Horses in the wild are defenceless and vulnerable to attacks from predators such as bears, wolves, or lions. But the prey animals are naturally endowed with survival traits that never cease to baffle even large and fast animals like cougars – in most circumstances.
Remarkably, horses have natural flightiness that increases their chance of outrunning these predators, and as prey species, the harmless and lovable creatures are also the most perceptive of all pets (animals) living among humans. Here are some fascinating horse facts you probably don’t know:
- Newborn horses are neurologically mature at birth. Foals (as newborn horses are generally called) can walk and run shortly after their birth.
- The height of horses is measured in “hands.” The globally accepted standard for measuring a horse’s height is called a hand. A pony is described as “an equine under 14.2 hands.” Miniature horses are, however, the only equines measured in inches or centimetres – not hands.
- Most white horses were not born white. Findings show that many white horses we see today were actually a much darker colour (bay, chestnut, brown or almost black) at birth. They eventually turn white later in their lives — a reason why they aren’t called white, but grey.
- The respiratory rate of a horse is about 4 breaths per minute although this can increase when the animal is under distress or working
- As herd animals, horses are always on the alert and very quick to detect predators due to their extremely responsive senses of smell and hearing as well as large eyes which are supersensitive to movements from a 360-degree angle.
- Horses have extraordinary vision. Their eyes are bigger than those of any other land mammal. The animals can see from almost 360 degrees because of the position of their eyes — on the side of their heads.
- In addition, horses have very fast response time. Without their flight-or-fight trait, horse won’t survive constant threats from predators in the wild.
- Horses are created to impulsively identify and react to a stimulus which humans easily fail to notice. Sometimes, these “spooky” or “bad” behaviours aren’t exactly what they seem to people with no knowledge of equine behaviour– a reason why human-horse interactions make trainers, riders and horse owners look like magicians.
- Horses are fast learners. The animals are easily desensitized from frightening stimuli by teaching them about what is harmless (such as dogs, birds, paintings etc) and harmful (such as wolves, bears, cougars etc). This ensures that horses don’t spend the rest of their lives running away from erroneously perceived danger.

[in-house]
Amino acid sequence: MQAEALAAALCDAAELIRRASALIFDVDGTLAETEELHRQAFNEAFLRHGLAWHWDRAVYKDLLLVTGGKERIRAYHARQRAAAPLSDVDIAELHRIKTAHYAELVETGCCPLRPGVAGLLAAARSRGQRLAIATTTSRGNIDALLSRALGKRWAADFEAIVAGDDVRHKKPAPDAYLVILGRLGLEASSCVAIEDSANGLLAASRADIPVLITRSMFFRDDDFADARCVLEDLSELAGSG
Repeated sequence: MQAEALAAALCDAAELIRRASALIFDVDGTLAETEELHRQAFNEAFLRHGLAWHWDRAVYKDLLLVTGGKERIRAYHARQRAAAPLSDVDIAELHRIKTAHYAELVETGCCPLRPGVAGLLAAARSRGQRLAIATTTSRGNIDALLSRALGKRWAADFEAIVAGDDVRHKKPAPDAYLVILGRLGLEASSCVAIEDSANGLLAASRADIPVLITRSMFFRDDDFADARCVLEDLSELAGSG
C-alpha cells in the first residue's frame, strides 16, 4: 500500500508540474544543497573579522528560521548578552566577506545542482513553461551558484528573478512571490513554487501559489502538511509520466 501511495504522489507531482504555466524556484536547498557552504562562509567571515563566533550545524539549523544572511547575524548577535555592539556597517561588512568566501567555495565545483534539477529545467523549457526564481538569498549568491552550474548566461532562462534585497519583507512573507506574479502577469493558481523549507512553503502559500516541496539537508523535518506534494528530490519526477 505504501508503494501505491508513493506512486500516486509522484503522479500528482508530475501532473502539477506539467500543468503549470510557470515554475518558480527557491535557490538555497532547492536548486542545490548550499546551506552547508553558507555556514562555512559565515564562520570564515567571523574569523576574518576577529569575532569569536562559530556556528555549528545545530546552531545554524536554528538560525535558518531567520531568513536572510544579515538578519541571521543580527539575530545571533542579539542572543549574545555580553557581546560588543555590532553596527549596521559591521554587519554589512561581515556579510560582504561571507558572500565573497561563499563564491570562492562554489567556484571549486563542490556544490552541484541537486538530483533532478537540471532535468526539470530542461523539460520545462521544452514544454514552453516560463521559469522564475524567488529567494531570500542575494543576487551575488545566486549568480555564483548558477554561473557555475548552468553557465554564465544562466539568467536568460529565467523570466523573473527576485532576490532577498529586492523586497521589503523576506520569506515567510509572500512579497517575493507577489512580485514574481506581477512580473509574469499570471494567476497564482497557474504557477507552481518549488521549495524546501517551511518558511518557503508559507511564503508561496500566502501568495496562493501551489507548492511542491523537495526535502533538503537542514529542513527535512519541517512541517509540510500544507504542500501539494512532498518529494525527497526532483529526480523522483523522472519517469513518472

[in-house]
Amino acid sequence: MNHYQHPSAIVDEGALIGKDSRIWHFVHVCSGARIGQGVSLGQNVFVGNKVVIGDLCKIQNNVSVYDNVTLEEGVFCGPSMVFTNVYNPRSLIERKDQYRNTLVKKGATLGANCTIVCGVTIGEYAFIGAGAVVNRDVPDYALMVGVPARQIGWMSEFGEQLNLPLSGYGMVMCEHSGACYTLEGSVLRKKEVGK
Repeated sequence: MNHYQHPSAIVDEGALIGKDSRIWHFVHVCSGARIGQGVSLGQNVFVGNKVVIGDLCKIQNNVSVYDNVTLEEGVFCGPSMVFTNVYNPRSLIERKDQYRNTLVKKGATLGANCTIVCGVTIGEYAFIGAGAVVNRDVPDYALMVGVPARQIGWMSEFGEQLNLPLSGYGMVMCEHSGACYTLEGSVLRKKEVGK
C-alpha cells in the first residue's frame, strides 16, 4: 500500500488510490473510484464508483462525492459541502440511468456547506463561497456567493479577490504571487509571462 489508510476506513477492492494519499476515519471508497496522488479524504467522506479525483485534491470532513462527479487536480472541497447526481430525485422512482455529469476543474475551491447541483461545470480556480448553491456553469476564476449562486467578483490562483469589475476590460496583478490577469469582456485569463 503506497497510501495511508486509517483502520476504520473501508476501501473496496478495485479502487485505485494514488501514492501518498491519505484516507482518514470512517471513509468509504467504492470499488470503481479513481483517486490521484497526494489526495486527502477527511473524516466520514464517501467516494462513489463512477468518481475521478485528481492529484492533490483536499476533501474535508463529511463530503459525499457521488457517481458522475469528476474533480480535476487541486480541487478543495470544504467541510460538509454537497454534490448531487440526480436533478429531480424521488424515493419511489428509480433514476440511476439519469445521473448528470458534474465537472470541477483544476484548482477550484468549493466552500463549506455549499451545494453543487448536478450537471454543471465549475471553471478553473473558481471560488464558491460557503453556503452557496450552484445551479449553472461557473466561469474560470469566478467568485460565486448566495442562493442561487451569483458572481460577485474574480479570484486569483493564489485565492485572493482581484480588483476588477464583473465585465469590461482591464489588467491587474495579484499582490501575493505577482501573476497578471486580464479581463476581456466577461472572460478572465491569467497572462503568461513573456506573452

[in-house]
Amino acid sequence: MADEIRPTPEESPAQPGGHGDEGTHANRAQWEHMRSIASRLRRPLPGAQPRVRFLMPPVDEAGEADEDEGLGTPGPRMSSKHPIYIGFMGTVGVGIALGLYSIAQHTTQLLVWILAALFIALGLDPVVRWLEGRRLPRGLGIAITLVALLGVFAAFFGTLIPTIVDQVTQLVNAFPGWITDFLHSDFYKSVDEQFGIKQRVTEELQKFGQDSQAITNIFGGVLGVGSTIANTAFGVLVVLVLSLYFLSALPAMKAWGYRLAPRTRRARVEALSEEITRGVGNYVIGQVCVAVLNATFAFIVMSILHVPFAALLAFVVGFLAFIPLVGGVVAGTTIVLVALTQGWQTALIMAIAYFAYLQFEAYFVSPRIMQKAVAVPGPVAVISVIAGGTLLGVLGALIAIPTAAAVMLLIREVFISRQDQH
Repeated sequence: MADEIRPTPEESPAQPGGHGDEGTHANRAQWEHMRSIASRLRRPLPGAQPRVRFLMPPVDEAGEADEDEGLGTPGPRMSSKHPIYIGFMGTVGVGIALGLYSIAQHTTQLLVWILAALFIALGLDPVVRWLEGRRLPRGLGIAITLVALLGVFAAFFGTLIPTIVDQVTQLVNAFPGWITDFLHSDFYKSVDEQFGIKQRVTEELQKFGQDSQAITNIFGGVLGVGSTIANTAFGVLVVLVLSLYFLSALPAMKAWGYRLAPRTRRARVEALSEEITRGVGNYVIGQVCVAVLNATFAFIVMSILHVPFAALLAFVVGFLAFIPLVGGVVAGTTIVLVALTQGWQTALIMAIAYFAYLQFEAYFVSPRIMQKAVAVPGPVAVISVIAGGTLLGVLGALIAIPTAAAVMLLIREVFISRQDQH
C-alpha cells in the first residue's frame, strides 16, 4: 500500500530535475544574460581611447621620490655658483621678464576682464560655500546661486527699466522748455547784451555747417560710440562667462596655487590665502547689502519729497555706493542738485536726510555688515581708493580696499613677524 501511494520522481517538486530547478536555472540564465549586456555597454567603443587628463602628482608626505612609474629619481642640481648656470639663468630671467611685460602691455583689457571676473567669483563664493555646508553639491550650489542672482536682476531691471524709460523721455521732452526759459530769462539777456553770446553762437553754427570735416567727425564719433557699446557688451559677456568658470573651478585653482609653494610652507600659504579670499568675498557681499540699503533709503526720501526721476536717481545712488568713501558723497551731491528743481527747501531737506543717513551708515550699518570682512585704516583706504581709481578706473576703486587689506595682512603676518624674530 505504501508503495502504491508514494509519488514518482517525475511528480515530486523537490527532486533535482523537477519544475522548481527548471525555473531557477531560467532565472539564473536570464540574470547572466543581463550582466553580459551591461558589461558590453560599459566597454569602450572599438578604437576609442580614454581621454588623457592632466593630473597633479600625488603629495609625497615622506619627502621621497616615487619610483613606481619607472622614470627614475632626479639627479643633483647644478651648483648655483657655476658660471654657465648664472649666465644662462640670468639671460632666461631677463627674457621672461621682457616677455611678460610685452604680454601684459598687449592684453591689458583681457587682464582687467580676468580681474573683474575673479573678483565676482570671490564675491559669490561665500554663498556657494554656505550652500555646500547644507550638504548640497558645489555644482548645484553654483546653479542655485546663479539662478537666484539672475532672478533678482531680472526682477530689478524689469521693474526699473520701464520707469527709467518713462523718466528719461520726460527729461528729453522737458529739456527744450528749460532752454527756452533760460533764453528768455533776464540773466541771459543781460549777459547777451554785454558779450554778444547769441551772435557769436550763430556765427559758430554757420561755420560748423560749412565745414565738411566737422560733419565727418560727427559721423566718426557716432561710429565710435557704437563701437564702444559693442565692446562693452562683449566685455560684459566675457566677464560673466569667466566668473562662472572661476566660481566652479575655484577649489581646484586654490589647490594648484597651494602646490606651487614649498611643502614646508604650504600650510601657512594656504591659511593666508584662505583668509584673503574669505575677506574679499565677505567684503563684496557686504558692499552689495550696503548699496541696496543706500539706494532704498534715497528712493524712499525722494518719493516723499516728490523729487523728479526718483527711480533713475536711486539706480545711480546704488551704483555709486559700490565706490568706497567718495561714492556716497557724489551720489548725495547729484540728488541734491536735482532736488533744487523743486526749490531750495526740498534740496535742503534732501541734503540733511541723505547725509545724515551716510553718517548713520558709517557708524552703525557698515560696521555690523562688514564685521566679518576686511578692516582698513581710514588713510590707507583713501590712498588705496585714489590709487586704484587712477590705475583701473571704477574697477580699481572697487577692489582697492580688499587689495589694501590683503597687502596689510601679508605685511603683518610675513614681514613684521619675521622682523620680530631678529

- Horses have less bones than humans – but just one. Generally, every horse has a total of 205 bones in its skeleton.
- Domesticated horses have a life expectancy period of 25 years but one named Old Billy broke the jinx, living life to its fullest until the age of 62. Old Billy remains the oldest horse in history.
- Horses are not native to the North American continent. Historical findings show that horses in North America originated from Europe and were mainly feral horses that fled after their owners escaped captivity. Remains from archaeological excavations prove that horses disappeared from the Americas about 8,000 years ago whereas horse owners existed in Europe prior to that period.
- A baby horse may be called a colt, filly or foal – depending on their age and gender. However, the general term for baby horses are foals. They are never colts (males) or fillies (females) until the age of 2.
- A sire refers to a “father horse” while a dam is the “mother horse.” A foal is usually called “a weanling” soon after it is weaned from its dam.
- Horses are fast runners. The average speed of a regular horse is 27m/h but the world record for the fasted horse is 55m/h. When horses are at top speed, galloping with full strength and agility, people rarely notice that they float in the air – well, sort of – because at some point, the animal has all four hooves in the air.
- Horses hardly forget very bad situations, especially during first training sessions or interactions with humans. But the animals can forgive. It is always wise to make first impression count.
- Horses always distinguish their experiences in two ways: (i) something to fear, avoid and flee from or (ii) something never to fear, so ignore and always explore for knowledge and fun.
- Horses are very loyal and can be easily dominated. Among herd animals, there is always hierarchy, rules and regulations to be followed. So, if well exploited, humans can take total control of horses, especially by helping them overcome fear through professional training.